Background: This before-and-after study measured the impact of a change in testing methods from culture to nucleic acid amplification testing (NAAT) on the detection of pharyngeal and rectal gonorrhea in men who have sex with men (MSM) on a sexual health service level, including the effect on subgroups anticipated to have higher rates of gonorrhea.
Methods: In March 2015, Melbourne Sexual Health Centre changed its laboratory method for gonococcal testing from culture to NAAT using the Aptima Combo 2 and Aptima GC tests. We compared the proportion of tests positive for rectal and pharyngeal gonorrhea in MSM using culture in 2014 with those using NAAT in 2015.
Results: The proportion of tests positive for rectal gonorrhea by NAAT was double that obtained by culture (8% vs 3.9%; prevalence ratio [PR], 2.0; 95% confidence interval [CI], 1.8-2.4) and 5-fold for pharyngeal gonorrhea (8.3% vs 1.6%; PR, 5.2; 95% CI, 4.2-6.4). Similar increases in test positivity were observed in human immunodeficiency virus (HIV)-positive and HIV-negative men. By NAAT, test positivity for rectal gonorrhea was higher in HIV-positive compared with HIV-negative men (15.4% vs 7.3%; PR, 2.1; 95% CI, 1.7-2.6). Culture and NAAT had similar test positivity for rectal gonorrhea among men who reported contact with gonorrhea (24.9% vs 25.3%, PR 1.0, 95% CI 0.8-1.4) and men who presented with symptoms of proctitis (22.2% vs 27.9%, PR 1.3, 95% CI 0.8-2.0).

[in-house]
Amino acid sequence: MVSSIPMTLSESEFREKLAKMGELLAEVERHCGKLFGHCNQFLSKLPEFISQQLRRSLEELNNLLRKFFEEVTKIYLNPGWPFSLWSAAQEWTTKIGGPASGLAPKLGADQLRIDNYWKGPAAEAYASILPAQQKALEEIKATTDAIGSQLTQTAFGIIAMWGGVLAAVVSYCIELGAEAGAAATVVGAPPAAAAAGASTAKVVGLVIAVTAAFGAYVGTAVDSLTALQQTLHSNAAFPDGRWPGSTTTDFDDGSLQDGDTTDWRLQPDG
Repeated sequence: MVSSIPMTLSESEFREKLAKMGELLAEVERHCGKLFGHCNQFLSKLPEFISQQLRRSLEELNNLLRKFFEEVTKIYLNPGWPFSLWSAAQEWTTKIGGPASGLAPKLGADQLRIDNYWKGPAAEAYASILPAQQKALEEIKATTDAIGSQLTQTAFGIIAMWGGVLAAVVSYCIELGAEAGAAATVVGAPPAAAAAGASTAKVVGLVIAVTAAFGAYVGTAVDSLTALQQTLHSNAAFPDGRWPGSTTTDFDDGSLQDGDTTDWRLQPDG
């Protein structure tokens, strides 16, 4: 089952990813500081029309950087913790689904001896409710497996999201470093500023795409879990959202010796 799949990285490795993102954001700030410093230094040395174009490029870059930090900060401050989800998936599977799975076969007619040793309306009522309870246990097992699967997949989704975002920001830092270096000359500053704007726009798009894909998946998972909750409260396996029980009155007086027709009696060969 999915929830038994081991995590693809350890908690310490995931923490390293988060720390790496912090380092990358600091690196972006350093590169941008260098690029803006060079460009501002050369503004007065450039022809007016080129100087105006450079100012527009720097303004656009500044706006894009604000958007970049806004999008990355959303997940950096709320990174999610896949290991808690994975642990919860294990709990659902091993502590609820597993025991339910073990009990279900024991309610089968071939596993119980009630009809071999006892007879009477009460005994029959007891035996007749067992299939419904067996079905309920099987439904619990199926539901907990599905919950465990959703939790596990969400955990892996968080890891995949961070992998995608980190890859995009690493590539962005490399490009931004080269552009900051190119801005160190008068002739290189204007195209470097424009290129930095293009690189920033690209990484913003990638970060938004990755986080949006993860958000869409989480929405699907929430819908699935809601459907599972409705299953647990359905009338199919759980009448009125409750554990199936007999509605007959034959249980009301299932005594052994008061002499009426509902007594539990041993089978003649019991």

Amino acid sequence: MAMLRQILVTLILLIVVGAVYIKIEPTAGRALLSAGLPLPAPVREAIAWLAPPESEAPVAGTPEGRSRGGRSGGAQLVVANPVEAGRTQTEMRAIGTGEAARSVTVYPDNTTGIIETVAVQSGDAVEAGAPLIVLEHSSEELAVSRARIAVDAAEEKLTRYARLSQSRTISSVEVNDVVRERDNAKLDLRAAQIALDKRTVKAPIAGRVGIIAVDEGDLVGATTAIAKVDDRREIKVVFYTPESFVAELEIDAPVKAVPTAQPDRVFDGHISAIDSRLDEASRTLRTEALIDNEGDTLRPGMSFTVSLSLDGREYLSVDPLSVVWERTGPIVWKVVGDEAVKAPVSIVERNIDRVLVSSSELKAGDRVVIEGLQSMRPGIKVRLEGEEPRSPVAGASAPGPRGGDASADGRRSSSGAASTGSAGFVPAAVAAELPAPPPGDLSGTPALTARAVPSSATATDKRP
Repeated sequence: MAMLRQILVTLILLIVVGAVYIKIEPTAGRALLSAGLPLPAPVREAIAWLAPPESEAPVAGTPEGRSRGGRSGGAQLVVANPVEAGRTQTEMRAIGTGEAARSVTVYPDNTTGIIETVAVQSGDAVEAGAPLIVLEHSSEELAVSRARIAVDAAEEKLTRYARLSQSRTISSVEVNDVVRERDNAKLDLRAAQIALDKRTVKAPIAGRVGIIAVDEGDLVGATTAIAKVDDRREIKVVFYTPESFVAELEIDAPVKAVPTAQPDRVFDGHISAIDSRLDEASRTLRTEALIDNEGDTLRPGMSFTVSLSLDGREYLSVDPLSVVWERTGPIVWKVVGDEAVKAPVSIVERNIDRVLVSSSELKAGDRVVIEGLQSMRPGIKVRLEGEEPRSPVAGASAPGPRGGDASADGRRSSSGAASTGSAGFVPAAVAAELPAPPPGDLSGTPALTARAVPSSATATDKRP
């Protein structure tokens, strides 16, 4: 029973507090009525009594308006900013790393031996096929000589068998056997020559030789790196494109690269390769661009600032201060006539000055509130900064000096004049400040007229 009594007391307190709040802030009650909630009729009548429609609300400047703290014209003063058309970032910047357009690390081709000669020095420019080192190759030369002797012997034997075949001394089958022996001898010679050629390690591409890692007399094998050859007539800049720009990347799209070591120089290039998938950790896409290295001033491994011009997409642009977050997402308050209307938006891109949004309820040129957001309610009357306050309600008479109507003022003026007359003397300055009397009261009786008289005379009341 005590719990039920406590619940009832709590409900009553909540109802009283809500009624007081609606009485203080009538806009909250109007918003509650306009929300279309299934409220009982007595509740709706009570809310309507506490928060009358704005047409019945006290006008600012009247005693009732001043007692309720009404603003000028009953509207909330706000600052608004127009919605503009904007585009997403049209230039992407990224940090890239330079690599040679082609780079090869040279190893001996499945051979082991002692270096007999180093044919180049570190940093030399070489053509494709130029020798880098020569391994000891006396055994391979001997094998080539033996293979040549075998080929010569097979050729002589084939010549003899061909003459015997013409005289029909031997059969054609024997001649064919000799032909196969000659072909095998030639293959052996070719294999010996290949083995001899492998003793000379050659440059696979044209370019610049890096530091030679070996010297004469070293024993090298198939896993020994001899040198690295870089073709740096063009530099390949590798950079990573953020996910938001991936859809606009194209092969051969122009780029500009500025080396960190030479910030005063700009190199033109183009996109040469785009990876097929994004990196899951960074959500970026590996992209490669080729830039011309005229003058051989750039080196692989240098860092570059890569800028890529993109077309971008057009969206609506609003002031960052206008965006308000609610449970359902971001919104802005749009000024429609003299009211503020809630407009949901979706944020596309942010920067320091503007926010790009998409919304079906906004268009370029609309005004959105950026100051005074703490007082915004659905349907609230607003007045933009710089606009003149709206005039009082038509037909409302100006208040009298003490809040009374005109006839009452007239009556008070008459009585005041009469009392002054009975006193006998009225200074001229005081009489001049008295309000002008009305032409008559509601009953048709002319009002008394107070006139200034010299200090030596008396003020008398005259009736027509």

Conclusions: A switch from culture to Aptima Combo 2 testing for extragenital gonorrhea in MSM increased detection and was most marked for pharyngeal infections.